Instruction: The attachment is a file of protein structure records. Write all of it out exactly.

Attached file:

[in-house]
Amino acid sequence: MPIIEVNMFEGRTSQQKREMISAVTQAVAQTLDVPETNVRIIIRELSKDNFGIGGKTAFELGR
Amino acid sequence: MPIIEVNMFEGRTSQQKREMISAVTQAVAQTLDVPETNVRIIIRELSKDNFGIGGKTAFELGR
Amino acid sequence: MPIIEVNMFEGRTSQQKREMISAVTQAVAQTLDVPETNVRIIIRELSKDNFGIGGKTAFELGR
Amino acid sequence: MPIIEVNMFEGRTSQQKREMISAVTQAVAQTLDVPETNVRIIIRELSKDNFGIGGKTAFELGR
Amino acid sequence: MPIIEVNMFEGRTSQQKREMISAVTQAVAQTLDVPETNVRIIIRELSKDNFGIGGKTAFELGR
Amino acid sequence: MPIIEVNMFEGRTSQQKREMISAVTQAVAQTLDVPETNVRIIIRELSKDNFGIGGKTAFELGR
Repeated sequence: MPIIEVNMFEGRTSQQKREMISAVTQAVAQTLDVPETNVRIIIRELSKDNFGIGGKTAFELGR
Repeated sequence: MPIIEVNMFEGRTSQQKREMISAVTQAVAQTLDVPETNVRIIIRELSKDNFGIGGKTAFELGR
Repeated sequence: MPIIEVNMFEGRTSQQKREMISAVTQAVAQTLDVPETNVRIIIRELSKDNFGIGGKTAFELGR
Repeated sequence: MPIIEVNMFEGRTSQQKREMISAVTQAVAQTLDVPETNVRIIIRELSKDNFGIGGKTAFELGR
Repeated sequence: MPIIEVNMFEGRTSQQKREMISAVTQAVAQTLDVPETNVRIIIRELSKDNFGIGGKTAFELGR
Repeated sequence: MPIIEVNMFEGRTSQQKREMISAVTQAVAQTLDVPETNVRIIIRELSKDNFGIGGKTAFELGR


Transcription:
[in-house]
Amino acid sequence: MPIIEVNMFEGRTSQQKREMISAVTQAVAQTLDVPETNVRIIIRELSKDNFGIGGKTAFELGR
Amino acid sequence: MPIIEVNMFEGRTSQQKREMISAVTQAVAQTLDVPETNVRIIIRELSKDNFGIGGKTAFELGR
Amino acid sequence: MPIIEVNMFEGRTSQQKREMISAVTQAVAQTLDVPETNVRIIIRELSKDNFGIGGKTAFELGR
Amino acid sequence: MPIIEVNMFEGRTSQQKREMISAVTQAVAQTLDVPETNVRIIIRELSKDNFGIGGKTAFELGR
Amino acid sequence: MPIIEVNMFEGRTSQQKREMISAVTQAVAQTLDVPETNVRIIIRELSKDNFGIGGKTAFELGR
Amino acid sequence: MPIIEVNMFEGRTSQQKREMISAVTQAVAQTLDVPETNVRIIIRELSKDNFGIGGKTAFELGR
Repeated sequence: MPIIEVNMFEGRTSQQKREMISAVTQAVAQTLDVPETNVRIIIRELSKDNFGIGGKTAFELGR
Repeated sequence: MPIIEVNMFEGRTSQQKREMISAVTQAVAQTLDVPETNVRIIIRELSKDNFGIGGKTAFELGR
Repeated sequence: MPIIEVNMFEGRTSQQKREMISAVTQAVAQTLDVPETNVRIIIRELSKDNFGIGGKTAFELGR
Repeated sequence: MPIIEVNMFEGRTSQQKREMISAVTQAVAQTLDVPETNVRIIIRELSKDNFGIGGKTAFELGR
Repeated sequence: MPIIEVNMFEGRTSQQKREMISAVTQAVAQTLDVPETNVRIIIRELSKDNFGIGGKTAFELGR
Repeated sequence: MPIIEVNMFEGRTSQQKREMISAVTQAVAQTLDVPETNVRIIIRELSKDNFGIGGKTAFELGR